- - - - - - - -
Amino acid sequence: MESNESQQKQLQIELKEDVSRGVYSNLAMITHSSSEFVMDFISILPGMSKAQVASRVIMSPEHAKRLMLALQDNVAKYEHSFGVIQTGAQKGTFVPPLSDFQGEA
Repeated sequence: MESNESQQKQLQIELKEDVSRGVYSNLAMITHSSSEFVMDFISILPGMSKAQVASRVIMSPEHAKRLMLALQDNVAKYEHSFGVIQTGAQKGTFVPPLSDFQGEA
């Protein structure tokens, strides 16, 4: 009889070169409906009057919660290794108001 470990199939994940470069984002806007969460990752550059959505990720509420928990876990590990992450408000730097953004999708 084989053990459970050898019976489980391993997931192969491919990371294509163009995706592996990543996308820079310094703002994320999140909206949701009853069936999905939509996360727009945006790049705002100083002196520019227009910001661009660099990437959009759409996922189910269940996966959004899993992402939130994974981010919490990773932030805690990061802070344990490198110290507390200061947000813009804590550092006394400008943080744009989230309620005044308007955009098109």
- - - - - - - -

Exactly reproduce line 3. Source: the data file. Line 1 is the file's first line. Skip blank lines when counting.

């Protein structure tokens, strides 16, 4: 009889070169409906009057919660290794108001 470990199939994940470069984002806007969460990752550059959505990720509420928990876990590990992450408000730097953004999708 084989053990459970050898019976489980391993997931192969491919990371294509163009995706592996990543996308820079310094703002994320999140909206949701009853069936999905939509996360727009945006790049705002100083002196520019227009910001661009660099990437959009759409996922189910269940996966959004899993992402939130994974981010919490990773932030805690990061802070344990490198110290507390200061947000813009804590550092006394400008943080744009989230309620005044308007955009098109």